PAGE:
SCARCE INSCRIBED MODEL 1840 MEDICAL STAFF SWORD BY N.O. BENJAMIN, NEW YORK: ASSISTANT SURGEON HENRY SAYLER SCHELL, US ARMY 1861-1869, BULL RUN CAMPAIGN, GAINES MILL, FREDERICKSBURG, POST SURGEON FORT LARAMIE 1867-1869

$2,750.00 SOLD

Quantity Available: None

Item Code: 2020-470

We know of only one other medical staff sword made by Benjamin, formerly in the Kevin Hoffman collection. Benjamin went into the military goods and sword business in early 1861 with Virgil Price, who expanded from masonic regalia to military goods at 424 Broadway in New York City. By October 1861, Benjamin seems taken over the address, which he advertised as his factory, but his last business listing is in 1862 and Alfred Woodham, former owner of a “sportsman’s depot” was at the address selling guns and fishing tackle not long after. Whether Benjamin remained there or was partners with Woodham is unknown. Benjamin had advertised for metal workers, indicating he was making at least some of his own sword parts. Kevin Hoffman felt he might have been purchased the hilt and fittings for the medical staff in his collection and been mostly involved in fitting his own blades.

The sword follows the regulation pattern for the US Model 1840 Medical Staff sword, derived from Virginia presentation swords of the 1830s and worn by US Army surgeons and assistant surgeons throughout the Civil War. The gilt brass small sword style hilt is cast with oak leaves, acorns, and acanthus leaves, scrolled quillons with leaf designs, and shield-shaped langets, the reverse blank and the obverse cast with “MS” and stars surrounded by a wreath. The upper portion of the grip has a large oval at top, bearing on the obverse an eagle with arrows and olive branch. The eagle resembles somewhat those appearing on Schuyler, Hartley and Graham marketed hilts and the head and crest has a Germanic aspect similar to Philadelphia “Prahl” eagle head pommels. One difference from the regulation pattern and the Hoffman example is the pommel finial used on this, which is much rounder and less detailed than the standard pineapple form.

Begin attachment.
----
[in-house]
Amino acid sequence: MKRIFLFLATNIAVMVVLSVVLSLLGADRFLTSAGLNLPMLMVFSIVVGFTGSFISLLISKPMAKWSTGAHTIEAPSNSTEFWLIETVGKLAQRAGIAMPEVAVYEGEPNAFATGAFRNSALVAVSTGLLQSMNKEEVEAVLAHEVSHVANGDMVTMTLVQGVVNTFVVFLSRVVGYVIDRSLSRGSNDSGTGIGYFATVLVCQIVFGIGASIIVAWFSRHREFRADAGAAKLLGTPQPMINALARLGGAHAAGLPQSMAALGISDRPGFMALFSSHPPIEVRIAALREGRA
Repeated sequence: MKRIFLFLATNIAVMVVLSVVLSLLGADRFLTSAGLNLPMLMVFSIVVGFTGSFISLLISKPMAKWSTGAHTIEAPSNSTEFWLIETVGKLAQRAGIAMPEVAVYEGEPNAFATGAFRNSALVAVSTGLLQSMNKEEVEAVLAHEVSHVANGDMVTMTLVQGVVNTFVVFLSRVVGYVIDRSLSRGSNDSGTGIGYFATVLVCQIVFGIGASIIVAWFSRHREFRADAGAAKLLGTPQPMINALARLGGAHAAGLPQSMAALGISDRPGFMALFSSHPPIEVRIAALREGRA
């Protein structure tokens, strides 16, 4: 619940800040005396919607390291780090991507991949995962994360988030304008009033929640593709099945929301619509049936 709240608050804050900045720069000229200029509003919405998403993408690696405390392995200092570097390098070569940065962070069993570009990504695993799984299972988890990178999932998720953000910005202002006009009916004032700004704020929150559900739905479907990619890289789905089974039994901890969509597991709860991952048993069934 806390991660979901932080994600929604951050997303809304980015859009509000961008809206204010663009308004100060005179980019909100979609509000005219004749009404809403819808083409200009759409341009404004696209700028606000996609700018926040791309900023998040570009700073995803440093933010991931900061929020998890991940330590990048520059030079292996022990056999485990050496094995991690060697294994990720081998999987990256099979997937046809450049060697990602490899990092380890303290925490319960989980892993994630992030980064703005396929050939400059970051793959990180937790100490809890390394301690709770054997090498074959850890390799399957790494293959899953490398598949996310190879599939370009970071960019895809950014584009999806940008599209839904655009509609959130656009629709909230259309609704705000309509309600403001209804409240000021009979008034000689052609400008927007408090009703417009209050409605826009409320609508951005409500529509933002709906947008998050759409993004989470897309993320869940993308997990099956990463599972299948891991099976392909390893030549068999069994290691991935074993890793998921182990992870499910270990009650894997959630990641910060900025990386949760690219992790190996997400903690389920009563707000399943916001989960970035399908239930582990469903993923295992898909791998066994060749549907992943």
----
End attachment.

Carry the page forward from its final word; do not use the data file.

The blade on this is oval with a central fuller and is drypoint etched at the ricasso “O.N. Benjamin / NY” in script. This form of blade is noted on some other medical staff swords, but differs from the Hoffman example. The blade address is also shorter, omitting a street address, and also transposes Benjamin’s initials, perhaps indicating Benjamin was scrambling to make good in the business. The blade is a muted silver with dark gray spots. The etched motifs are visible and largely floral, oak leaves, with a panoply of flags and a shield on one side and on the other, “Medical Department” rather than “medical staff.” The latter might have been expected from the “MS” langet. The terms were sometimes used inconsistently, though it might imply he was not assigned to a particular regiment. The scabbard body is blued steel, oxidizing toward brown with a typical purple cast, missing the throat, but retaining a nice surface color and free of rust or dents. The ring mounts and drag are present, plain on the reverse and on the obverse cast with standard geometric and floral designs seen on other medical staff swords.